There are many pitfalls you can encounter when attempting to ship hazardous materials. The most common mistakes people make is not understanding shipping regulations and best practices. Negligence is not an excuse when it comes to shipping hazardous materials—you will face massive fines, lost production time, and extensive shipping delays.
The best way to avoid these shipping problems is to understand what causes them, so you can avoid them at all costs. Below, we will introduce how to safely and legally ship hazardous goods so that you continue to operate smoothly.
Hazardous Materials Shipping Regulations
Because hazardous materials can be dangerous when handled by unsuspecting mail handlers and laypeople, the government enforces serious regulations when shipping them. These regulations apply to everything from nail polish to heavy-duty chemicals. Depending on where you’re planning to ship your goods, you will have to follow the appropriate hazardous shipping regulations exactly.
If you’re planning to ship your goods only within the United States, you need to familiarize yourself with the guidelines in the 49 CFR volume. It’s part of the Code of Federal Regulations which governs the shipping of hazardous materials to, from, and within the United States. 49 CFR is managed by the Pipeline and Hazardous Materials Safety Administration, a subset of the Department of Transportation.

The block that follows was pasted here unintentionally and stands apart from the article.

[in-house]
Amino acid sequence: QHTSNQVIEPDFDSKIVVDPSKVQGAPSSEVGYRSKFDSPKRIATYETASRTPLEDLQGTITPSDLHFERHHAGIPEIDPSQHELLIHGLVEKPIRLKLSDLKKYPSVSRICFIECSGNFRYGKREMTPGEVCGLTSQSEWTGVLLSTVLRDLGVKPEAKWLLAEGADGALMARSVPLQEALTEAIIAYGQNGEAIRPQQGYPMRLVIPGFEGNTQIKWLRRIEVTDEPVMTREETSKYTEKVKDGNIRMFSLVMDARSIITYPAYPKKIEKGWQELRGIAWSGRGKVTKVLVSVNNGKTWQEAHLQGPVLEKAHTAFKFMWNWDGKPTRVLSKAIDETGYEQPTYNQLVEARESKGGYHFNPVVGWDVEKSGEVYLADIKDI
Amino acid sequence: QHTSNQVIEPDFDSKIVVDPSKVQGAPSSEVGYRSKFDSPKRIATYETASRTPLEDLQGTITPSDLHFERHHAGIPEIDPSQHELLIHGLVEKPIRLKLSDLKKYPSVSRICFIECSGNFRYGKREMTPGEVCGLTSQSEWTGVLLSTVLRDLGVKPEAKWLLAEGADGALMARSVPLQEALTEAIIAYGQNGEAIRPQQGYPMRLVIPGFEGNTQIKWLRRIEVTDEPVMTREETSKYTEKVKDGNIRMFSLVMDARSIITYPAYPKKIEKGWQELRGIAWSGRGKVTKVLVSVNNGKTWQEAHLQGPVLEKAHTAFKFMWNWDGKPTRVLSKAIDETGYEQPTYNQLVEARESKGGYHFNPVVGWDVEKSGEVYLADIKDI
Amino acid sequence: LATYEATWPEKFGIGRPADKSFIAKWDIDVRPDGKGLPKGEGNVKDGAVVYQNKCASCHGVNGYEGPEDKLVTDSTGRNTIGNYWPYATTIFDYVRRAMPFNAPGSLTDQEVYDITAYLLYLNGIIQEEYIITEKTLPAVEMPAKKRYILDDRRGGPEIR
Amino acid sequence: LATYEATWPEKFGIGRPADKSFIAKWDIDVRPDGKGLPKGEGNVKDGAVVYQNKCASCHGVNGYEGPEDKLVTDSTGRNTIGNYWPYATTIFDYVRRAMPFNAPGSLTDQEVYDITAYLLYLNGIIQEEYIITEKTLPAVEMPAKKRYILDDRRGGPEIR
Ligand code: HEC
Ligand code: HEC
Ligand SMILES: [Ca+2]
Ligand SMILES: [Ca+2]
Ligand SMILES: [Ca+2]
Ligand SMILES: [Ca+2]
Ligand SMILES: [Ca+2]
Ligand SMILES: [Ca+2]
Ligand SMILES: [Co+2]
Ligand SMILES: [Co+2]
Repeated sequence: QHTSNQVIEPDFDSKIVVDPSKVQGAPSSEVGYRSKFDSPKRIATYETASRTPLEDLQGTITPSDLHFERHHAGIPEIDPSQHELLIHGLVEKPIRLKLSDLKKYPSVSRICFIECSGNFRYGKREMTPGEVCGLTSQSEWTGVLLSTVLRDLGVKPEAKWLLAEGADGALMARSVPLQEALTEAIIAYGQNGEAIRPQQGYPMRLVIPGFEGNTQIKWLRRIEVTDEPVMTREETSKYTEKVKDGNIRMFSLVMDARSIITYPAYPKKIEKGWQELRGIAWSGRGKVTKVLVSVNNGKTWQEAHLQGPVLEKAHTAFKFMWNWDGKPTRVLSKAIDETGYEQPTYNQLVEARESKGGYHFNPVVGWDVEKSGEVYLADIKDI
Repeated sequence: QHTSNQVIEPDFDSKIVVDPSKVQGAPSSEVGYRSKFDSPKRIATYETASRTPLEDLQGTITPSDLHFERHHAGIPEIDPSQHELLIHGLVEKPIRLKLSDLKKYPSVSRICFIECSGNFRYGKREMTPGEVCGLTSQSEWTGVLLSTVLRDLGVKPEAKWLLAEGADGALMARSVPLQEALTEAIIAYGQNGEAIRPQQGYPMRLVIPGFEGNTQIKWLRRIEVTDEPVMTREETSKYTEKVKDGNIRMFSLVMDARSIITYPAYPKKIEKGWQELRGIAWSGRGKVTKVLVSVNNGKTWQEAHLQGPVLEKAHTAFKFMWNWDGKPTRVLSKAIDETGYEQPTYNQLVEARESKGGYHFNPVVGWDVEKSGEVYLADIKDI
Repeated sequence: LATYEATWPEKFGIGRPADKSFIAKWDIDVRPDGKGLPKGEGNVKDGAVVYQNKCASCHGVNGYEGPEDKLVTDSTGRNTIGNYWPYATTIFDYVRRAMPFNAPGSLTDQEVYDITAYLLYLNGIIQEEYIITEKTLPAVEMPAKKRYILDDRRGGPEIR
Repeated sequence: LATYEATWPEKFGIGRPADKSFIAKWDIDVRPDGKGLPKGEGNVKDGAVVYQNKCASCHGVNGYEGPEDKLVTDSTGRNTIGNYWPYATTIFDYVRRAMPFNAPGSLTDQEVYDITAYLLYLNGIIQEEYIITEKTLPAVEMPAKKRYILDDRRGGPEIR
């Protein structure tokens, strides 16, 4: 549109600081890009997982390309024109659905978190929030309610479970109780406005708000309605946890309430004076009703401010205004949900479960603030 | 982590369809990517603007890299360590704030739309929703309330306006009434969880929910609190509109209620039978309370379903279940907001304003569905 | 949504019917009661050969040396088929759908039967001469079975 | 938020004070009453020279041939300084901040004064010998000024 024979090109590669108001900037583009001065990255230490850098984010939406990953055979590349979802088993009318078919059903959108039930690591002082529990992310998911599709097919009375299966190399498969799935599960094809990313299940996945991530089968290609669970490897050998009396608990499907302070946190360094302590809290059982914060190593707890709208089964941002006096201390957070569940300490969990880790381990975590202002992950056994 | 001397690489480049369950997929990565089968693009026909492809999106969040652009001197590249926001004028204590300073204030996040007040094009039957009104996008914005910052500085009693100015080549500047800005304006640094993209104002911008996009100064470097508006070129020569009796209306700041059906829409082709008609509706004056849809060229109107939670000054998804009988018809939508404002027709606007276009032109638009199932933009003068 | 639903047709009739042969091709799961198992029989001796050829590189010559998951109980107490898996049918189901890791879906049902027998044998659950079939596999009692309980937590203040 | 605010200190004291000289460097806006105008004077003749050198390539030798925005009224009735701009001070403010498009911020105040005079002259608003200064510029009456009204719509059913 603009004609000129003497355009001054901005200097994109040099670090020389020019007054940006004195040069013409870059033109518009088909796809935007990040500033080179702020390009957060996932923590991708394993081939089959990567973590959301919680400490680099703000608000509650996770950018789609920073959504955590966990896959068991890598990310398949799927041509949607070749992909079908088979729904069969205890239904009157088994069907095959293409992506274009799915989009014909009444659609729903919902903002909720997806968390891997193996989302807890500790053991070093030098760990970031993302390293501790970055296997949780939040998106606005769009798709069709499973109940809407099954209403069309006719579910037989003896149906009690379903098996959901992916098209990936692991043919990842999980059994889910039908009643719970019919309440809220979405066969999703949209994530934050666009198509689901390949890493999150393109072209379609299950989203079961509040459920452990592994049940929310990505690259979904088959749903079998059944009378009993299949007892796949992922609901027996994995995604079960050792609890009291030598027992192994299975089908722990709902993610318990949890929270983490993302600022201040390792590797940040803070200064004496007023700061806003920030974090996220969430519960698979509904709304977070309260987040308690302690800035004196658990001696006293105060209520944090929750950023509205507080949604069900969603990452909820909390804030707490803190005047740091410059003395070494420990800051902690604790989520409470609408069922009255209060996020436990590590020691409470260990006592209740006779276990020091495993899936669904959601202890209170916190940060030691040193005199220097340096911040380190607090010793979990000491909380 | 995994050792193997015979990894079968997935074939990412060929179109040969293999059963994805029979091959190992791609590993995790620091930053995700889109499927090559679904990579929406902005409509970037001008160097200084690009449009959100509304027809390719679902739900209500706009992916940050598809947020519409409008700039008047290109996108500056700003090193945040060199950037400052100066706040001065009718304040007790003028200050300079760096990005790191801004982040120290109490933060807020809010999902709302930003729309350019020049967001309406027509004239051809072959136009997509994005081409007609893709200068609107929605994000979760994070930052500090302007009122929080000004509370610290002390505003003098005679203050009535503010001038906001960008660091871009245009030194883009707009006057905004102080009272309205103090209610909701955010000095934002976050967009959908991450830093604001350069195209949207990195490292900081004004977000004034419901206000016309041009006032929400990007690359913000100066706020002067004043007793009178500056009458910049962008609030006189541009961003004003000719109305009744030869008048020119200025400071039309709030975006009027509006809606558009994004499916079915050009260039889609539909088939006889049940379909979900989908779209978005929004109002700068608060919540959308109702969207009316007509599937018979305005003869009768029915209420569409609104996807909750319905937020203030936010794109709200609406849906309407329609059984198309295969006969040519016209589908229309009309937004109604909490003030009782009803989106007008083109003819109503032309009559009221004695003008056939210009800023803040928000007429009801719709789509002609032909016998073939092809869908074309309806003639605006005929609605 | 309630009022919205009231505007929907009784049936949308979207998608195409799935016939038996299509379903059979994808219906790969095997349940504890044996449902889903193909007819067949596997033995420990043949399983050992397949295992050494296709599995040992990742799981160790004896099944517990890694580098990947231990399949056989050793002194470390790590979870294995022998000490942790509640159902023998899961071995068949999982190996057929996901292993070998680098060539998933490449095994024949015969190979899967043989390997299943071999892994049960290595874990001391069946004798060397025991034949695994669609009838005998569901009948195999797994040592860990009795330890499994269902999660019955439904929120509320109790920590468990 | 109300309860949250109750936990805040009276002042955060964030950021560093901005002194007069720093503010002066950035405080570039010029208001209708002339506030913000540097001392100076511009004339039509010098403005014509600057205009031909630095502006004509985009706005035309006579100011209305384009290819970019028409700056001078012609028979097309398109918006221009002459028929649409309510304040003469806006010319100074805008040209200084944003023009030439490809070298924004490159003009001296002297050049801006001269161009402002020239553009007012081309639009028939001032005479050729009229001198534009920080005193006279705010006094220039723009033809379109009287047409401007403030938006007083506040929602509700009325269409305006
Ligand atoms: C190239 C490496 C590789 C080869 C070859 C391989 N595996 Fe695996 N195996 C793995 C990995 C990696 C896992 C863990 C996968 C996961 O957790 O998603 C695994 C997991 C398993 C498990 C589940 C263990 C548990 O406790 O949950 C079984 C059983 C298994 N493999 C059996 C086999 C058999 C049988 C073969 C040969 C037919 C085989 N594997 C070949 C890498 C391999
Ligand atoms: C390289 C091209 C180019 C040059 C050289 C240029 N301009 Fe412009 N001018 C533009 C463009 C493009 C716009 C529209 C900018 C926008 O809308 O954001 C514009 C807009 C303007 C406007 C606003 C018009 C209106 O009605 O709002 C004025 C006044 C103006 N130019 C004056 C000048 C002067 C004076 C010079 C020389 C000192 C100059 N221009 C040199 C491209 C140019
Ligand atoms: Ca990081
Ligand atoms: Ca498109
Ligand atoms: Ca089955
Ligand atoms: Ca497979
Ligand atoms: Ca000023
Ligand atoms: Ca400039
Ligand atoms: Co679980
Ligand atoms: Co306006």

49 CFR contains guidelines for everything from packing, shipping, and handling to receiving shipments containing hazardous materials. The guide starts with an introduction to hazardous material classification and an explanation of different hazardous material classes like explosives, flammable materials, and corrosive agents.
It then goes on to explain the number of hazardous materials that can be shipped per package and how each material class needs to be packed, prepared, and labeled to be handled safely.
United National Model Regulations
The UN Model Regulations provide strict guidelines for shipping hazardous materials outside of the United States. There are differentiating factors between the domestic regulations in 49 CFR and the international regulations in the UN Model, so it’s important to understand the differences between the two.
These regulations were created and are managed by the Transport of Dangerous Goods Sub-Committee of the United Nations Economic and Social Council. While these regulations do not adhere to every country’s specific hazardous material shipping requirements, they are widely accepted by most countries.
Like 49 CFR, the UN Model Regulations focuses on preparing, packaging, labeling, and shipping of all classes of hazardous materials.
Because there are so many rules and regulations when shipping hazardous materials, it would be impossible for us to cover every aspect of 49 CFR and the UN Model Regulations. That’s why we are focusing on compliance with 49 CFR. For those shipping internationally, you should still follow the compliance tips below, just know the specifics might be a little different when adhering to the UN Model Regulations.
Employees Should Be Trained and Certified in 49 CFR
Employers involved with hazardous materials (Hazmat Employers) are required to train all employees in 49 CFR standards and regulations. Any employee involved in the loading, handling, or preparing hazardous goods for transport needs to be certified in 49 CFR. Additionally, any employee involved in operating a vehicle that’s shipping the hazardous materials needs to be certified.
To become 49 CFR certified, there are five types of training the employee will need to complete:
- General Awareness Training: This introductory training explains the identifying factors of hazardous materials and ensures employees can properly categorize them.